30 April 2009

Address to the Singapore Chapter, CPA Australia, Conrad Centennial Singapore


'Australia's Policy Response to the Global Financial Crisis'

Good afternoon.

Thank you for that kind introduction. I must say I'm delighted to be here.

I'd like to thank CPA Australia and its Singapore Division for jointly hosting this forum. In particular, I would thank Mr Low Weng Keong, Deputy President of the Board of Directors, CPA Australia, and Mr Chaly Mah Chee Kheong, President, Singapore Division, CPA Australia.

Around the world, the current economic crisis has highlighted the vital role of CPAs in providing the leadership and expertise the global financial system needs right now.

As the President of CPA Australia, Richard Petty, said last month:

"The business world is faced with serious challenges. The skills and perspective so characteristic of the accounting profession will be integral to addressing those challenges."

Relationship between Australia and Singapore

Our two nations have long enjoyed a close relationship.

That relationship is expressed in the joint Singapore-Australia declaration, A New Partnership. This 1996 agreement encompasses mutual cooperation in cultural, economic, political and security matters.

I have just this morning held bilateral meetings with the Singapore Minister for Finance and the Minister for Law and I can testify that 13 years on from that agreement, and many more years on from the formation of our deep and abiding relationship, forged during the Pacific War, our relationship remains deep and strong.

Note a few weeks ago that our Prime Minister Kevin Rudd was here and several key Ministers will follow my visit during 2009.

Testimony to our bilateral economic relationship is the fact that Singapore is Australia's largest trade and investment partner in ASEAN. And our fifth largest trading partner overall.

Our nations also have a significant investment in each other.

According to Singapore's Economic Development Board, more than 1,300 Australian companies operate in Singapore. As at 31 December 2007, Australia's investment in Singapore totalled $AU17 billion, while Singapore's investment in Australia amounted to over $AU32 billion.

Our close economic partnership has undoubtedly been strengthened by the Singapore-Australia Free Trade Agreement, which has been operating since 2003.

I anticipate that these links will be further strengthened by the ASEAN-Australia-New Zealand Free Trade Agreement, which is expected to enter into force no later than 1 January 2010.

And of course, our two nations are engaged in significant cooperation and dialogue on major regional and global economic, political and security issues.

This includes our joint work in forums such as the East Asia Summit, APEC, and the ASEAN Regional Forum.

Speaking of regional forums, I would like to thank Singapore for its initiative in offering to host the next Regional Policy Forum on International Financial Reporting Standards.

IFRS continues to be adopted across both the Asia-Pacific region and globally. It is now required or permitted in over 100 countries.

The IFRS Regional Policy Forum provides a valuable opportunity for policy-setters within the Asia-Pacific to exchange ideas, and to gain a better shared understanding of the financial reporting issues which affect our region.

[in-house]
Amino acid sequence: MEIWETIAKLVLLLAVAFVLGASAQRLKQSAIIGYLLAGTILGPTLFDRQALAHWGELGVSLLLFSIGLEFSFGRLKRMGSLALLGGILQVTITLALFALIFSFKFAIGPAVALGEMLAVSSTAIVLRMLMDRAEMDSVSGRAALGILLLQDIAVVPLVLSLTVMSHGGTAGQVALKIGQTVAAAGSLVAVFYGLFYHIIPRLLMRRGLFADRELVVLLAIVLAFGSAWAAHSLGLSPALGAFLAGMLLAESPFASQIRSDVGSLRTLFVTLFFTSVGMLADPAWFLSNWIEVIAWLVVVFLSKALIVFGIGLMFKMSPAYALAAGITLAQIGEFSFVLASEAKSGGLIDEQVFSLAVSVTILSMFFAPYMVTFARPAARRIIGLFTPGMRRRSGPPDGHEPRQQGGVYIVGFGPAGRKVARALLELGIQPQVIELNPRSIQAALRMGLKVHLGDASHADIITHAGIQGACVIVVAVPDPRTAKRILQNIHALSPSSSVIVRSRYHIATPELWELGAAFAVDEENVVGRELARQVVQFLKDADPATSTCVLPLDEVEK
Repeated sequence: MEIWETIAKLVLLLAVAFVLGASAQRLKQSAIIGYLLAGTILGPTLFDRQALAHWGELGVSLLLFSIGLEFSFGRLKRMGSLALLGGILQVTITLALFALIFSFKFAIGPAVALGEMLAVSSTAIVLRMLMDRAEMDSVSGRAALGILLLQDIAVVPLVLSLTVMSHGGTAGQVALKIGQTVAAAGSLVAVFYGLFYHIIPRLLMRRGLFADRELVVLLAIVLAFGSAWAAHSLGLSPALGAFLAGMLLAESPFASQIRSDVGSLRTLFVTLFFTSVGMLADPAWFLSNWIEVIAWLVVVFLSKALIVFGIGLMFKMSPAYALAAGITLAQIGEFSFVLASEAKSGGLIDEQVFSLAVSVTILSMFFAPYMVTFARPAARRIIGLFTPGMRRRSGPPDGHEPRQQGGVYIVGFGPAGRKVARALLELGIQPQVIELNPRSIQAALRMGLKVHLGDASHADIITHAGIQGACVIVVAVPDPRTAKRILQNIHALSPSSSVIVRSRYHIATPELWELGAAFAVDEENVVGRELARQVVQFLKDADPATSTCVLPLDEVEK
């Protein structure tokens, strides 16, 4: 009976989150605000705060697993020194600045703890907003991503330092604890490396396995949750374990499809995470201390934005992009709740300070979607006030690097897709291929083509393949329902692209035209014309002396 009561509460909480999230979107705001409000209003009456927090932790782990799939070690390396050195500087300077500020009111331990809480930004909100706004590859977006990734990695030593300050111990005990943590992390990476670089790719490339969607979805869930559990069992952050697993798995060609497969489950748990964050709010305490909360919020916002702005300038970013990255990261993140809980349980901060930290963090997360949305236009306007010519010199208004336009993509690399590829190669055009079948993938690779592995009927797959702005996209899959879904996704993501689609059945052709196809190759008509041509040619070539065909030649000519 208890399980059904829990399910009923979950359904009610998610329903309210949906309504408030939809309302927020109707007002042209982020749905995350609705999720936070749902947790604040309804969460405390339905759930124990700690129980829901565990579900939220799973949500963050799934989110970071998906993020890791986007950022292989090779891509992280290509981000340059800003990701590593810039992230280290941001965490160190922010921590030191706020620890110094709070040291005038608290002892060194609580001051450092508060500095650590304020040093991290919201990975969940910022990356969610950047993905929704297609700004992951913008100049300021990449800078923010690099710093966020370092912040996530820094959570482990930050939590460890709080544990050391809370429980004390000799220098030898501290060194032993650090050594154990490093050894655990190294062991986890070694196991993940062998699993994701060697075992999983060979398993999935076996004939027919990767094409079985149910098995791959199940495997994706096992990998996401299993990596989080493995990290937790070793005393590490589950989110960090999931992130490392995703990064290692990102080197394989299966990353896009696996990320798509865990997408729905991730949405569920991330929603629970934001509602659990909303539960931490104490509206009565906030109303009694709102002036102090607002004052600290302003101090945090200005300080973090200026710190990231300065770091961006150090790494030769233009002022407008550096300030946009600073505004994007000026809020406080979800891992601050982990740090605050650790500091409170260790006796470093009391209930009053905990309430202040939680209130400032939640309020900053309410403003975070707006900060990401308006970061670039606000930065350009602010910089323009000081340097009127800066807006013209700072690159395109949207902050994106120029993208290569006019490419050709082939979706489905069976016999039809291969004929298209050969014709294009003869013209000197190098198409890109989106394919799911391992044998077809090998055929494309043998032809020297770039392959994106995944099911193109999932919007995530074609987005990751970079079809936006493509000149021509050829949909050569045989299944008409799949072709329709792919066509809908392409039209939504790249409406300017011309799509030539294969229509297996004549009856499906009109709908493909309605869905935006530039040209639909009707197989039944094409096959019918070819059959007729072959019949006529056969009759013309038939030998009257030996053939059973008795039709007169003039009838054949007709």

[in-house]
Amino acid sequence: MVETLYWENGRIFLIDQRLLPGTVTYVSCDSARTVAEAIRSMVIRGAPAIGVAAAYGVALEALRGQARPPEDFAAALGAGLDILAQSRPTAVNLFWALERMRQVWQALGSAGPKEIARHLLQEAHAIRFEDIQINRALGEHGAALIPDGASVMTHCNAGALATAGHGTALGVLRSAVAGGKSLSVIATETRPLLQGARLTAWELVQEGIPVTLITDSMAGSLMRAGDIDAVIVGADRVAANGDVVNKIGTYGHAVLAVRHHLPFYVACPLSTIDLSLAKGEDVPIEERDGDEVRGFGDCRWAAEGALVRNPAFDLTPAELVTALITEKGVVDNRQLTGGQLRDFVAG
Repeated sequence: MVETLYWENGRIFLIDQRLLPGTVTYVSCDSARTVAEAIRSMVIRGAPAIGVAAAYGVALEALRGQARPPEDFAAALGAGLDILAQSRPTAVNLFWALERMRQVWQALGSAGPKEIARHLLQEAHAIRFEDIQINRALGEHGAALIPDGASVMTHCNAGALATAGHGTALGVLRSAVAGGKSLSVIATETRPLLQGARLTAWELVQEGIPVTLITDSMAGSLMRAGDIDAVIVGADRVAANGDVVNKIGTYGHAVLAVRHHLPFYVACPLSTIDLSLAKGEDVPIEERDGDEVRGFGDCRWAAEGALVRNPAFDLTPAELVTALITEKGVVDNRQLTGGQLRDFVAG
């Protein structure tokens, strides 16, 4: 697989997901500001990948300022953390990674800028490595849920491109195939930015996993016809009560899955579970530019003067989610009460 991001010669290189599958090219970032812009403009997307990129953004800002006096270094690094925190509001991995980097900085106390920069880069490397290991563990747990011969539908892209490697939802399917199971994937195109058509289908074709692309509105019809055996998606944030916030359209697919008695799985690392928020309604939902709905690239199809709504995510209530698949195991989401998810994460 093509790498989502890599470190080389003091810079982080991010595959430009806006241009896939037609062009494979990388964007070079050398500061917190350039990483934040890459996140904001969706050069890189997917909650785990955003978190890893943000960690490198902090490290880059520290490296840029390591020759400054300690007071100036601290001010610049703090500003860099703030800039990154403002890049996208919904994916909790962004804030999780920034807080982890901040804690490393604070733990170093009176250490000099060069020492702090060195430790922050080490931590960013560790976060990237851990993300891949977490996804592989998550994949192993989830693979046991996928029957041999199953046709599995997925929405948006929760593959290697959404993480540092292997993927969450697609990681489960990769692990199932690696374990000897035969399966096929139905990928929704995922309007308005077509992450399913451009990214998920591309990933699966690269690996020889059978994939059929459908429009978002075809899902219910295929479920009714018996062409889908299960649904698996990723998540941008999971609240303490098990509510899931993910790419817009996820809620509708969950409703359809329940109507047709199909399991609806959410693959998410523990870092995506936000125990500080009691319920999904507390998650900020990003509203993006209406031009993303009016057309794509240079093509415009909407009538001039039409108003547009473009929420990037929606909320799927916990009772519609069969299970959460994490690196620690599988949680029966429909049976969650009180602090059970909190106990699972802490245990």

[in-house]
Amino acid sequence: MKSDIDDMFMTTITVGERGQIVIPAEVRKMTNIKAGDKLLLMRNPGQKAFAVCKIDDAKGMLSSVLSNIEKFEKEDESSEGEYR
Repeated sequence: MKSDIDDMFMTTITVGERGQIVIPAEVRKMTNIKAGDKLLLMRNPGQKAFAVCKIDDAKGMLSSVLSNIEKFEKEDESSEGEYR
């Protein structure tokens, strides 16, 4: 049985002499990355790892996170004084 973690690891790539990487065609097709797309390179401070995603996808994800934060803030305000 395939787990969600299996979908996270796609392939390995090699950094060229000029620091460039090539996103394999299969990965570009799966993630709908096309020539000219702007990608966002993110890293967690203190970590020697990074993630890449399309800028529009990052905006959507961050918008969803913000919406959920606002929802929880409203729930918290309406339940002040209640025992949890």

The forum also enables delegates from within the Asia-Pacific region to continue working towards achieving common global accounting standards.

Impact of recession on Asian region

Ladies and gentlemen, we are all well aware that the world is in dire financial straits.

Global GDP is currently forecast to contract in 2009 for the first time in 60 years. Most major advanced economies are now in recession. In fact, the global recession is expected to result in lost output of around US$4 trillion in this year alone. That's more than 16 times the size of the Singapore economy.

While balance sheets in Asia remain relatively healthy, it was inevitable that the region, with its higher than average dependence on trade, would be affected by the global recession.

Exports are collapsing, investment is slowing significantly and domestic demand is moderating sharply. Equity markets remain depressed... and foreign exchange reserves in a number of countries have fallen.

By any standards, the region has experienced an immense, surprisingly sharp, and largely unanticipated shock.

Fortunately, most Asian countries have attacked the downturn head-on, announcing large fiscal stimulus packages and interest rate cuts to combat growth.

I understand that Singapore has announced its own fiscal measures to help your people and businesses to weather the recession and to support continued bank lending.

International responses to the global financial crisis

A global challenge demands a global solution.

That's why Australia has played a leading role in encouraging G20 members to adopt a coordinated response to the global financial crisis.

Prime Minister Rudd was one of the key proponents of the two G20 Leaders' Summits that were held in Washington and London.

Together with South Africa, Australia was also a co‑chair of the G20 working group established after the Washington Summit on the reform of the International Monetary Fund. This group paved the way for the significant reforms Leaders agreed to at the London Summit.

Australia also played an important role in securing agreement by G20 Finance Ministers and Central Bank Governors to adopt a set of principles for dealing with toxic assets. Action in this area is crucial to the success of fiscal stimulus measures designed to restore global economic growth.

G20 Leaders have delivered several major outcomes.

These include an unprecedented fiscal injection — estimated to total US$5 trillion by end of 2010 — to assist global economic recovery.

The G20 has also worked to ensure that key international financial institutions have the resources to assist member countries to deal with the crisis. The G20 agreed to treble the resources of the International Monetary Fund. Japan, the United States and EU members have already each committed about $US100 billion.